Circle Of Relationship

We humans have limited cognitive capacity when it comes to social relationships. At any given time, we can maintain meaningful relationships to a maximum of 150 people. They are the ones we can easily cooperate with and care about. We consider the rest of the people as strangers, and by nature, it is not easy for us to trust them and work with.

This limit, also known as Dunbar’s Number, long hindered the progress of ancient humans as there were challenges far bigger than an individual tribe of up to 150 people could tackle. So, to bring different tribes together for practical purposes, humans formed higher-level groups. Today, the notions of race, nationality, religion, and corporations seek to unite otherwise different peoples so they can cooperate and accomplish something bigger.

Grey Glacier in Torres Del Paine National Park in Chile

Society teaches us these concepts from an early age and determines which groups we belong to. As a result, we form a core belief that our social identities define our essence, and that within each identity, we share some kinds of deep inner properties with others that make us who we are. When we meet a new person, we instinctively label them as one of our own or an outsider, and if we can trust them.

Border of Chile

Our strong attachment to one identity can create resentment towards people outside our group circle. We are willing to fight others in the name of race, class, nationality, religion, and even sports club when we should only be caring about 150 people from our core tribe. We go as far as marking physical lines on the planet calling them country borders to protect our people from the other people. Such is our fear of the other.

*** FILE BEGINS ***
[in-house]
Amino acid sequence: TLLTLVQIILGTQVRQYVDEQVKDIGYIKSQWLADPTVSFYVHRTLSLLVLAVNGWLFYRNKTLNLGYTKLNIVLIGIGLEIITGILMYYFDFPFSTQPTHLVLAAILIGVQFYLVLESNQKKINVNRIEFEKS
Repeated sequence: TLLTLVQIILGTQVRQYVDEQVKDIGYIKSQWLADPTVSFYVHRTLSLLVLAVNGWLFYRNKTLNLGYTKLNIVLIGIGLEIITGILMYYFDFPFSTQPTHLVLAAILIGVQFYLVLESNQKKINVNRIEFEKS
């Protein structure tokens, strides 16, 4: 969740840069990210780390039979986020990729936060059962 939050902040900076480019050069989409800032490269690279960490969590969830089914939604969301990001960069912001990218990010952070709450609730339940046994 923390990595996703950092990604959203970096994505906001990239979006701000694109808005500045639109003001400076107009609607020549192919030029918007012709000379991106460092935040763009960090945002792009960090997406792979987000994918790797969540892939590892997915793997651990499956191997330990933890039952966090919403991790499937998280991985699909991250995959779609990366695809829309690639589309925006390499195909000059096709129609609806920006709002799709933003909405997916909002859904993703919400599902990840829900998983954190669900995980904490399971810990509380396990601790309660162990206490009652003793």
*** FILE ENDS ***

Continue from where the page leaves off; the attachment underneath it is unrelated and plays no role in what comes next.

Penguin chicks at Magdalena Island, Chile
Circus lion in chile.


Camping with fellow cyclist friends in Chile

But beyond all these concepts is a loose circle of humanity caring for all humans regardless of their identity. And beyond that is a circle of life caring for all life, animals and plants. Further beyond is a circle of inanimate caring for even lifeless objects, mountains, glaciers and rivers. And beyond everything, is a circle that encompasses all. Unlike other circles whose boundaries exist in our imagination, this circle is for real. This is the ultimate circle of being. Surprisingly we are least aware of this circle of oneness when we should be most concerned about it!

With farmers in Peru
A Peruvian man started waving to me asking me to stop. Without saying a word he ran to his house and brought a bottle of Sprite with a glass for me.
With some dog hunters in Atacama Desert, Chile.
Near the border of Chile/Bolivia, an indigenous family gave me a roof to stay under at about 4000m altitude.